5 Tips to Improve Your Customer Feedback

Continuous customer feedback is the next big trend to adopt this year and it tops the list of metrics that most companies are missing out on. Are you tired of filling in 20-minute surveys which claim to ‘only take a minute of your time’? After half a year of silence how are you supposed to remember your experience? If this sounds like the experience you are giving your customers, you are missing a huge opportunity. It’s time to reinvent how you gather customer feedback by implementing new best practices. In order to get improved response rates and more relevant feedback, implement the following five tips into your company’s customer survey strategy:

1. Gather insights at an interaction level

In order to set up effective customer feedback loops, you need to rethink your line of questioning. Today I still see too many ‘Net Promoter Score’ surveys being forced onto customers with little to no touch of User Experience in mind. This has to change.

Net Promoter Score is still a relevant metric today, however, unfortunately, it only provides insights on the relationship level between your customer and your organization. Also, consider monitoring your Customer Experience on an interaction level. Forrester’s Customer Experience Index asks for scoring on questions like ‘Was it effective?’, ‘Was it easy?’, and ‘Did you enjoy it?’. Already you will see improved customer insights because you’re asking questions at the interaction level.

2. Choose one insight and stick to it

Limit your questions. A survey shouldn’t require more than 30 seconds to give feedback. However, always leave an option for open feedback if your customer feels like providing more insights and opinions.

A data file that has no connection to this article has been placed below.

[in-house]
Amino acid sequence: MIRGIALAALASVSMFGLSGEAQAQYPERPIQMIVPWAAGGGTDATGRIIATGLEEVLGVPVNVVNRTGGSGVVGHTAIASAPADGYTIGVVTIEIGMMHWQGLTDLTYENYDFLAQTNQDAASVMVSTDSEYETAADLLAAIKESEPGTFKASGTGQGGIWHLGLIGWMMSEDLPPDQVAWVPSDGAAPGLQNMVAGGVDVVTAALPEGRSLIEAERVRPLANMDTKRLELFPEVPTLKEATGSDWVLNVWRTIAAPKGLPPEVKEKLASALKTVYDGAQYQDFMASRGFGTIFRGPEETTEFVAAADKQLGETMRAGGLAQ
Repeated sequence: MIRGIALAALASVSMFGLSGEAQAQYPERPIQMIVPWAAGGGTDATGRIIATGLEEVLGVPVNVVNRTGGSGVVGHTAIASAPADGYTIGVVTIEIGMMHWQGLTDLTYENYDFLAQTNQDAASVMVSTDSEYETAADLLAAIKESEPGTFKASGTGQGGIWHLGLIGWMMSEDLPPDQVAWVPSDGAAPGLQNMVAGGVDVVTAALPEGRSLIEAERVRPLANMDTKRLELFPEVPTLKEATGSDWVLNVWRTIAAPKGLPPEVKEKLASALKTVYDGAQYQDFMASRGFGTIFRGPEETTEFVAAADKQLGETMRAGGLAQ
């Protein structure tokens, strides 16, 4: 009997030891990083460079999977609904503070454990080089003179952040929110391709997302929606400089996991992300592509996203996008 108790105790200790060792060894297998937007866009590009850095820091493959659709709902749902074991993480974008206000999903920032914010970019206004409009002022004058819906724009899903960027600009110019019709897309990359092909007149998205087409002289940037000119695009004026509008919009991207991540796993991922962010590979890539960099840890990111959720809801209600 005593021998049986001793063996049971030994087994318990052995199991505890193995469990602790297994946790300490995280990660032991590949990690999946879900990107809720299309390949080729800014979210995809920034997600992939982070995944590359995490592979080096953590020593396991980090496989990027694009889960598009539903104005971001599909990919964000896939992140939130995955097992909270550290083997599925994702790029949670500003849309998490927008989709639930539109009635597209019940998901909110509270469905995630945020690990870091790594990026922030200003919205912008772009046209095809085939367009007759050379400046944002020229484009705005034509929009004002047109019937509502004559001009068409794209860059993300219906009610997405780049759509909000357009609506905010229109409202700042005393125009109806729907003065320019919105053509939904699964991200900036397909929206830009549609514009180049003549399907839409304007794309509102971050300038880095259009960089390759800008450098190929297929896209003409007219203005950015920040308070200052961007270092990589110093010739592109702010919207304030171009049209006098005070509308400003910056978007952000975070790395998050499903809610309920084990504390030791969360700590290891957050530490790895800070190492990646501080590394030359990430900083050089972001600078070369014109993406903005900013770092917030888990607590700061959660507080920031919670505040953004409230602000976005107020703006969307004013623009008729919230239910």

3. Event-driven feedback

By switching towards event-driven feedback instead of periodic surveys, you can improve your feedback loop. Stop sending out sporadic survey mail bombs and transition to event-driven feedback.

Decide what the most important ‘Business Experience Moment’ is inside your organization. Maybe it is immediately after an online purchase, a meeting with a sales representative, submitting an email support ticket, or leaving a live chat. Once you identify these experiential moments try to set up event-driven surveys instead – as close as possible to that business moment.

4. Choose the right channel

Make sure that you can respect the chosen channel by your customer as much as possible. If you get an email, send one. Embed feedback inside the live-chat, put physical buttons at the cashier station, or have a popup on your online store after they make a purchase. Having a built-in tool to help develop an overarching intelligence across all customer touch points will make this process more streamlined and prevent the feeling that you’re spamming your customer. All these features are available today inside the Onsophic platform.

5. Focus on the impact

The final tip is to focus on giving sufficient context towards your customer about why you want this feedback. If someone doesn’t know or understand what you will be doing with her feedback, the urge to give it will be very low. But if you are able to tell your customer that, instead of simply logging it into the BI-dashboard, a real co-worker inside the organization will be doing a personal follow-up, the trigger becomes tangible. The key is to visualize the real impact that the customer can have. For instance, after giving feedback, keep him updated on the improvement programs you are running inside the organization. This way your customer’s experience should become increasingly positive and she might even become an ambassador for your organization.